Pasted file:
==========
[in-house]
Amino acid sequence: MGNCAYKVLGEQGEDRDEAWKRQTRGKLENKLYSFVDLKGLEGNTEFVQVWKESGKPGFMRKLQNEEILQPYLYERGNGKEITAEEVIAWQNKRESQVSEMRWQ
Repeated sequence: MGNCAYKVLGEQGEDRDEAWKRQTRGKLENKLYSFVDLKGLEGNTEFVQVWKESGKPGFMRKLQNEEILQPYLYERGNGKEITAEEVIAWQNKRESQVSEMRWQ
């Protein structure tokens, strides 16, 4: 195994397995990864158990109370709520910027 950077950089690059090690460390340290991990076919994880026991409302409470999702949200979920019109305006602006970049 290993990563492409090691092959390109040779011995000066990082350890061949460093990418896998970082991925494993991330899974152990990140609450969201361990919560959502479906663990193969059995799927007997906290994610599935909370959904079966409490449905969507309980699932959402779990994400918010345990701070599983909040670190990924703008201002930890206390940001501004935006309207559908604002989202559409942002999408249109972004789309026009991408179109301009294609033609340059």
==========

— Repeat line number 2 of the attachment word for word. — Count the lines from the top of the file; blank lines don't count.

Amino acid sequence: MGNCAYKVLGEQGEDRDEAWKRQTRGKLENKLYSFVDLKGLEGNTEFVQVWKESGKPGFMRKLQNEEILQPYLYERGNGKEITAEEVIAWQNKRESQVSEMRWQ